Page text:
Bucket List Lifestyles: A New Trend for Modern Living
Constantly in search of new experiences and interactions, there is a new generation who are selling up, rejecting traditional pathways, and getting out to see the world and live life to its fullest. This fluid way of living finds its roots in a generous culture of knowledge sharing on social media about how, exactly, to follow suit – and not look back.
There is a trend for what we’re calling Bucket List Lifestyles for 2024. Published in 2021 in our Macro Trend report, we described it as a more nomadic way of living where individuals are reassessing their current lifestyles and taking a bucket list approach to setting personal goals. Speaking recently about this trend to The Independent, our Founder and CEO Joanna Feeley explained “Whilst not everyone is going to take off in a camper van around the world, (#vanlife searches have increased 216 per cent since 2018), there is evidence of a trickledown effect of people living more purposefully and going after their dreams.”
What’s driving bucket list lifestyles?
Globally, house prices are now unaffordable even for middle-class incomes, making ownership all the more inaccessible. Demand for both longer and shorter-term rentals has increased. This, along with the rise in the cost of living, has resulted in a younger generation who can’t get on the property ladder, haven’t seen wages keep pace with inflation, reject 9-5 in-the-office culture and are prioritising other things instead.
Living longer lives is also shaping the way individuals choose to work and altering the perception of retirement. As explored in the book ‘The 100 Year Life, Living and Working in an Age of Longevity’, longer lives means we are creating new frameworks for living to attain the elusive work-life balance and incorporate travel, culture and adventure into everyday life. Marty and Jess Anderson, a retired couple from Australia have achieved exactly this. Last year they booked 51 back-to-back cruises not only for their love of sea travel but because it’s less costly than a retirement home.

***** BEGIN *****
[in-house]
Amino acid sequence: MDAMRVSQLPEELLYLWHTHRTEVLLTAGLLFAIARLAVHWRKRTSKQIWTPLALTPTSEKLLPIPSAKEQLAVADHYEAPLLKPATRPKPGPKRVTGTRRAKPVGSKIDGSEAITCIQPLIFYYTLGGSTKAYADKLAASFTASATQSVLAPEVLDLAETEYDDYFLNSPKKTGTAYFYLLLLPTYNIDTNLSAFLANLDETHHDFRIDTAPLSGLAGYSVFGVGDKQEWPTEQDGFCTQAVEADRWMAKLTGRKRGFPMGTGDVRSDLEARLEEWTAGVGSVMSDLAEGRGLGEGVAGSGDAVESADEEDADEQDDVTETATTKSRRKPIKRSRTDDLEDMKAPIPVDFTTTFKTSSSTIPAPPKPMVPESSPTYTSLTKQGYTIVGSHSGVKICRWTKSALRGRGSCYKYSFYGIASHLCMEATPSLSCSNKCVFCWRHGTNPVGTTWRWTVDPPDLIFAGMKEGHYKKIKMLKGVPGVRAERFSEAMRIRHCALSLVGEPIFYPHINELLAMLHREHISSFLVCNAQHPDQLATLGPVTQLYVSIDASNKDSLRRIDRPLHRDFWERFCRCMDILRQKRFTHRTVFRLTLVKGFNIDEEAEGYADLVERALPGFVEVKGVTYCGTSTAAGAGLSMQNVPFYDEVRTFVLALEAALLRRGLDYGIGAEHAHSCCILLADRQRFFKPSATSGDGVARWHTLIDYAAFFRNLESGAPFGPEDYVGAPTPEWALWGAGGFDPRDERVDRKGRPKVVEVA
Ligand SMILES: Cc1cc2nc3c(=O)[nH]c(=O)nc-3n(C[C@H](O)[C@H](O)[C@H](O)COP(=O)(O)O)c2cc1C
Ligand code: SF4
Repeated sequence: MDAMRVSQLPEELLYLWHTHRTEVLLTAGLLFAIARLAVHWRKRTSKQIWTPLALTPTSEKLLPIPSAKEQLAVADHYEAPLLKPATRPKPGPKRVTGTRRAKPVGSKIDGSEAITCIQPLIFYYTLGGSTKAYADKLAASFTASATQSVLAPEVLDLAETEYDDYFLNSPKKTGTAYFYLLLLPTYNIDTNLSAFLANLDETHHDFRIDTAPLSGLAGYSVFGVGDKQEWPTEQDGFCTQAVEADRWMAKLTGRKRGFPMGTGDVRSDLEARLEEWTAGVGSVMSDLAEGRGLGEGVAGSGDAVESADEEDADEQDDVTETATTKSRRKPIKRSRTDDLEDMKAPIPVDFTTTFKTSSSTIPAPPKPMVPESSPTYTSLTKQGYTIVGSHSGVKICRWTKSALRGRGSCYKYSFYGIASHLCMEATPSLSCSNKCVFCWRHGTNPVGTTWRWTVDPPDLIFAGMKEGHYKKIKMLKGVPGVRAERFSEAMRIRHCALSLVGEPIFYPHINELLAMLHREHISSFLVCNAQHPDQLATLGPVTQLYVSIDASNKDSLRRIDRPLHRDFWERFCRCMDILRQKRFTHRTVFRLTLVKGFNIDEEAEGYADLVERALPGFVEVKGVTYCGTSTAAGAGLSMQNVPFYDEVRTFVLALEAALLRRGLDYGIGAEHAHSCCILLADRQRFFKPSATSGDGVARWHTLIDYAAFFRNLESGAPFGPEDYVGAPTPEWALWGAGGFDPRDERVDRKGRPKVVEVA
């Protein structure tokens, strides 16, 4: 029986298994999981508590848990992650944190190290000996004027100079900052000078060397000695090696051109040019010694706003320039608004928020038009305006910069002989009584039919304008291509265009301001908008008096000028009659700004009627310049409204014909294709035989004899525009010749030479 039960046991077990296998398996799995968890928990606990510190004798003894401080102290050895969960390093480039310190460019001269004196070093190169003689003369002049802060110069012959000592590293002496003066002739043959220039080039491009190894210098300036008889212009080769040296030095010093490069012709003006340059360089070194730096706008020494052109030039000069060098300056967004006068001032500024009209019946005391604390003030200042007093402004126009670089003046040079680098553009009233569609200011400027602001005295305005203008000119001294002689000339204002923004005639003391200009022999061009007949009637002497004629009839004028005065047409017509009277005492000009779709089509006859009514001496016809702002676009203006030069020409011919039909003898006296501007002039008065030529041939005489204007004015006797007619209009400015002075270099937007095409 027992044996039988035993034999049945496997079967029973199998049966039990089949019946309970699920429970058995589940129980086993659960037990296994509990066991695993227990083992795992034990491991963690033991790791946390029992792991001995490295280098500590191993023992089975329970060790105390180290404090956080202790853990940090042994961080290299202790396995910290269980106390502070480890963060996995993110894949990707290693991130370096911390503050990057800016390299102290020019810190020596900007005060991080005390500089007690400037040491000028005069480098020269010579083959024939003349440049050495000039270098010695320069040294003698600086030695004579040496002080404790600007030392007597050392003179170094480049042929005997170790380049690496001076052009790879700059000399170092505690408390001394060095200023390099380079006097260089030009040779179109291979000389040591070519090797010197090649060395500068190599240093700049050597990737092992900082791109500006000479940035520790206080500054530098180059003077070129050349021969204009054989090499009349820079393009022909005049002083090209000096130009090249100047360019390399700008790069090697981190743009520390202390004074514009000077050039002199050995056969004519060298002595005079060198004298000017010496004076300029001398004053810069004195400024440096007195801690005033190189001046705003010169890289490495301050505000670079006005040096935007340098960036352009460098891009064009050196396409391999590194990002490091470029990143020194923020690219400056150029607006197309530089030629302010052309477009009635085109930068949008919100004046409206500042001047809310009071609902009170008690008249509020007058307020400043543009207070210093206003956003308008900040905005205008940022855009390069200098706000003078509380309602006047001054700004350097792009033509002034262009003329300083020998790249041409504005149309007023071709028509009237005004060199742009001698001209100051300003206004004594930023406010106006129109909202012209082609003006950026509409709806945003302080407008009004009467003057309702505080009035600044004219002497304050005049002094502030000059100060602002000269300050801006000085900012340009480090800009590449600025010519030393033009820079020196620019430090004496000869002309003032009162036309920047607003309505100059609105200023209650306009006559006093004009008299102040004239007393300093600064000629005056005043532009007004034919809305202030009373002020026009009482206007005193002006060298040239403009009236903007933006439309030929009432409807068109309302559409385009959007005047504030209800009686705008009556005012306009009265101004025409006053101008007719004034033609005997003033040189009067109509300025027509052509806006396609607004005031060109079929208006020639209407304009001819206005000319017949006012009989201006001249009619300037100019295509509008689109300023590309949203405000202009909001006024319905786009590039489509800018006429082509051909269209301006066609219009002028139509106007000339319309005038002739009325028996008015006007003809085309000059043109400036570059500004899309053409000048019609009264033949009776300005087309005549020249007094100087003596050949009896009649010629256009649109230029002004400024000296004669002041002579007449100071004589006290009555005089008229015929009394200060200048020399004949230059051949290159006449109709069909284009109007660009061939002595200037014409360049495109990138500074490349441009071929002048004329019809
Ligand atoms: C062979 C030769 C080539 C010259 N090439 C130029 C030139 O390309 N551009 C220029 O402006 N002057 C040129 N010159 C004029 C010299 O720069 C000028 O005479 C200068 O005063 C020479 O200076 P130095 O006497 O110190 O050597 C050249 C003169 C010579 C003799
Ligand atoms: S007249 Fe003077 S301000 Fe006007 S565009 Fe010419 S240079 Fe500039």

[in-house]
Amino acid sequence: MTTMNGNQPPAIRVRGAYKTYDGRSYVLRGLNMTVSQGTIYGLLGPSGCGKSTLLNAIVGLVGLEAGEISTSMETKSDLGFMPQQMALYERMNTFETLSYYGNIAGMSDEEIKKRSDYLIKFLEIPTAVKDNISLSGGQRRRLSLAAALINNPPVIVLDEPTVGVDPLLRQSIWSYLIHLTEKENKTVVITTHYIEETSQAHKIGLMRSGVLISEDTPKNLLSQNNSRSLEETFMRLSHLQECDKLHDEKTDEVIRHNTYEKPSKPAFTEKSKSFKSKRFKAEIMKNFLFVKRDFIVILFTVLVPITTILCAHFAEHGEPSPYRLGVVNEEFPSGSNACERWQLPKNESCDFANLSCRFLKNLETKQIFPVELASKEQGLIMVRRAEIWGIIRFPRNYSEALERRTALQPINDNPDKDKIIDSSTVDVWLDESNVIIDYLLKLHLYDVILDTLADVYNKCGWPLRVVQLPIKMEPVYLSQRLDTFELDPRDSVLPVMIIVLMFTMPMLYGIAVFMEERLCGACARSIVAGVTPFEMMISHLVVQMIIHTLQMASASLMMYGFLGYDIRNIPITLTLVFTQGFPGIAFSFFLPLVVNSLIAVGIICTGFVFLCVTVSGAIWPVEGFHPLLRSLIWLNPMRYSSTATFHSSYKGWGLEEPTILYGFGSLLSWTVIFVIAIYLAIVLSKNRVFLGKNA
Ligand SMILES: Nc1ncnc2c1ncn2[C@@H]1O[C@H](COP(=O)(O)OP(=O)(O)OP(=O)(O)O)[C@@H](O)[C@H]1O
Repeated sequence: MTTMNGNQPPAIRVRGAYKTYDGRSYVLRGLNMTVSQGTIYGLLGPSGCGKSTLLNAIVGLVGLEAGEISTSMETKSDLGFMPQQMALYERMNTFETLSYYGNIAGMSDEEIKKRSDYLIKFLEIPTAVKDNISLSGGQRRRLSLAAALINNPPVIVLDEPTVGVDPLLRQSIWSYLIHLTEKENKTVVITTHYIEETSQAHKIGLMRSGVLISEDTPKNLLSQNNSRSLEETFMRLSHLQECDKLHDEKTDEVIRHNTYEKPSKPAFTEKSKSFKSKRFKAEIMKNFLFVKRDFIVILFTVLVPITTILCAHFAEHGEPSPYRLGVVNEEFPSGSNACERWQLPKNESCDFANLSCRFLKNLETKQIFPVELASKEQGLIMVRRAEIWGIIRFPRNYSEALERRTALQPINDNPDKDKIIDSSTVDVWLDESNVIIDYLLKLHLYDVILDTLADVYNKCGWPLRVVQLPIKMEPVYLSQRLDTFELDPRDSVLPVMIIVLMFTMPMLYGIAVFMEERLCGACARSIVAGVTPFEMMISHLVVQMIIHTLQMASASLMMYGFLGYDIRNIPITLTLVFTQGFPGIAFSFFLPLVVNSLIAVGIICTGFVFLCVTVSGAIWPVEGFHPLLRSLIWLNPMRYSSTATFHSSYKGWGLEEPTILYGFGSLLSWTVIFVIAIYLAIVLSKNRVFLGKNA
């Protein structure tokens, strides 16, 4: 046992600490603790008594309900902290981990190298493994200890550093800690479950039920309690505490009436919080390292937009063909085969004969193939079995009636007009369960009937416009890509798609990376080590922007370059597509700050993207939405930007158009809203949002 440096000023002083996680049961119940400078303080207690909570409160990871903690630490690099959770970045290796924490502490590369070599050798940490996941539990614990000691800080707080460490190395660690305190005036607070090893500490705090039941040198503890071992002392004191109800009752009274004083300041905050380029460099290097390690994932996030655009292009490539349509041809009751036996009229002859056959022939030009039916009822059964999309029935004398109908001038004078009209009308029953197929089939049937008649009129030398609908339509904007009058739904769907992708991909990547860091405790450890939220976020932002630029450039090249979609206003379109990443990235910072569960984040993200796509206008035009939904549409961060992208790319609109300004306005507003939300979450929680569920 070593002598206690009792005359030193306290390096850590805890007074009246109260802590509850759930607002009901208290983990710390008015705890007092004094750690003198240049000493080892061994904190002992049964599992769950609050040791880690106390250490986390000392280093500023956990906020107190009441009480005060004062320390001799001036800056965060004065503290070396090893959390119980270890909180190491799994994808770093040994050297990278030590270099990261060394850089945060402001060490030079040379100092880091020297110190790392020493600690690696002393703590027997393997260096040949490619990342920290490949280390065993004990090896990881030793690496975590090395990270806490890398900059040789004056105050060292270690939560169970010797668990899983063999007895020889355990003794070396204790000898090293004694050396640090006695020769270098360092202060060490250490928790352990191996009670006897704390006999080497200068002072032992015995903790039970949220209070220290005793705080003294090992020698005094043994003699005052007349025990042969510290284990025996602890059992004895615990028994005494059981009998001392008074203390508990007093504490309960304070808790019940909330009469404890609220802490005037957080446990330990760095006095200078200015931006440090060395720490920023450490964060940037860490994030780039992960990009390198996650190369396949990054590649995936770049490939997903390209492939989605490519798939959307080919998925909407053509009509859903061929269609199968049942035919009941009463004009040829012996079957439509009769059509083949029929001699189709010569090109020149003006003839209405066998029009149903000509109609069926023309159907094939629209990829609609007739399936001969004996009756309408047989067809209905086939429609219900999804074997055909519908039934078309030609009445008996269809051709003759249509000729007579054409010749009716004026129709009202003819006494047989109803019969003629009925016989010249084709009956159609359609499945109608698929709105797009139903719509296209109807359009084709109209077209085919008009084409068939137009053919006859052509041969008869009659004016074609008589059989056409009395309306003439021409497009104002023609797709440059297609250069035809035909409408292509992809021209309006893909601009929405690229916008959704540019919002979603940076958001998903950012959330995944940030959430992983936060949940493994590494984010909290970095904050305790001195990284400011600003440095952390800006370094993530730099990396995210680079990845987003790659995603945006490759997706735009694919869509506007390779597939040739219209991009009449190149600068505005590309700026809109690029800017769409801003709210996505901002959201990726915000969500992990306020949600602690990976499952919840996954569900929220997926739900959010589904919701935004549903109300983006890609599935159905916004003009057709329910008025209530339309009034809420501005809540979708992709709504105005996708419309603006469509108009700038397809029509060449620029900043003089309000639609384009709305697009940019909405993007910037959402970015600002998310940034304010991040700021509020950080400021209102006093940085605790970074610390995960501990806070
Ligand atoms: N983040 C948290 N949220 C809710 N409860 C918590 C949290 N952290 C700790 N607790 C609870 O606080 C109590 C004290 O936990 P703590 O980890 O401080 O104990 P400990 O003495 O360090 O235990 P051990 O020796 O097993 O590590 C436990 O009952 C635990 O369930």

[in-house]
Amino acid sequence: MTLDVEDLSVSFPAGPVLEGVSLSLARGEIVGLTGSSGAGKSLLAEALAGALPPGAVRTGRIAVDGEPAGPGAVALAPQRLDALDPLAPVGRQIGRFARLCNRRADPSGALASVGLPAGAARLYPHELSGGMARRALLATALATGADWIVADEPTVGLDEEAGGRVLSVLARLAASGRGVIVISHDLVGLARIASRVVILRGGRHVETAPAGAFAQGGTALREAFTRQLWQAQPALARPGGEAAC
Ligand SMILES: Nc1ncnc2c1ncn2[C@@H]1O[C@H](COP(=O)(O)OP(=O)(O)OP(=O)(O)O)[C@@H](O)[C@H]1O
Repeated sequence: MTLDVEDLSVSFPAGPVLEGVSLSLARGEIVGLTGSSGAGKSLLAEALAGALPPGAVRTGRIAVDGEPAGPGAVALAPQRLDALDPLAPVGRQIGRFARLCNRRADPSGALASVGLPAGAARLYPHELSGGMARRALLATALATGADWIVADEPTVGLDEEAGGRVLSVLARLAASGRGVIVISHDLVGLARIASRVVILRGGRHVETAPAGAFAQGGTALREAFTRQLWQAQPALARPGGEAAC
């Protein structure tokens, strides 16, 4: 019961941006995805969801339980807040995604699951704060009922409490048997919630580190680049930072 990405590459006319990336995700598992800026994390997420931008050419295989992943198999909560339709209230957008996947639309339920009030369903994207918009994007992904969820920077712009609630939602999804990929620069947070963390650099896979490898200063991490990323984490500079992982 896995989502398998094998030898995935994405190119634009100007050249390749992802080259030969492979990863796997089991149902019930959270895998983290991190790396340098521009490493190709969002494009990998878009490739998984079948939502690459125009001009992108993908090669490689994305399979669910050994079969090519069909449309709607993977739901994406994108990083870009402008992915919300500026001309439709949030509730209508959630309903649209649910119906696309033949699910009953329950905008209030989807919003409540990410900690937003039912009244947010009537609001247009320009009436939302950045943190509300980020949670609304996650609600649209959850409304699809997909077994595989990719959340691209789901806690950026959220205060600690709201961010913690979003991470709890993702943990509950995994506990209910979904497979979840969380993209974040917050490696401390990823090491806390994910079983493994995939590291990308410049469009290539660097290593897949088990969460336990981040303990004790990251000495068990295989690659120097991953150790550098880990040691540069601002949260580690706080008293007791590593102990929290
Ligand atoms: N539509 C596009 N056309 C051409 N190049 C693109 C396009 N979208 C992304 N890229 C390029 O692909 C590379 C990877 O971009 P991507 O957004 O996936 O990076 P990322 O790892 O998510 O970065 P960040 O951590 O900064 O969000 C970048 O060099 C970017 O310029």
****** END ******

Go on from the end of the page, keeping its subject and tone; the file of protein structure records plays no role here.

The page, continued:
Nomads of change
A modern migration of digital nomads are building bucket list lifestyles where the home must follow suit – because home is wherever they are. Assessing where, when and how to live, and this constantly being changeable as it suits, is providing a whole new spectrum of domesticity to subscribe to.
In 2021, Airbnb launched a patent to support this trend, enabling them to tailor their product to nomadic families. This would theoretically allow them to be able to generate recommendations that would enhance the educational experience of a child. We expect many brands and organisations to develop an interest in providing services for nomadic individuals and families.
The Van Life effect
The Gen Z Van Life movement sees a rejection of mortgages, conventional living, and the 9-5 office culture in favour of a more transient lifestyle, using DIY to create mini homes on wheels to explore the world in bucket-list style.
The rise in the number of young people taking life on the road and converting vans into tiny homes is inspiring innovative new solutions for the built environment within traditional homes too. We’re beginning to track some interesting developments in home joinery, particularly bespoke solutions for seating and hacks which tackle small space living or broken plan layouts.
Adventurous Boomers and the rise of the Queenager
And it’s not just about Gen Z. Eleanor Mills the founder of UK media platform Noon coined the term ‘Queenager’ to describe women who are living life freely and challenging the narrative of midlife. Gen X and Boomers are creating new lifestyle frameworks to incorporate adventure into everyday life. As ‘super consumers’ they’re widely considered to be the most recession-proof cohort and yet they are massively underserved. Research from Marketing Technology News shares findings that 85% of luxury travel is taken by Boomers with only 57% indicating that budget plays a part in their plans.
How will this lifestyle trend evolve?
Whilst this shift is significant, clearly not everyone will be responding by uprooting, but there are lots of subtle implications that will cascade down from this new set of bucket list lifestyles and behaviours. Relationships with home, education, mortgages, possessions, keepsakes and how householders and consumers think and plan vacations are all impacted. For brands, this opens a big opportunity to deliver services and products that cater to more transient lifestyles.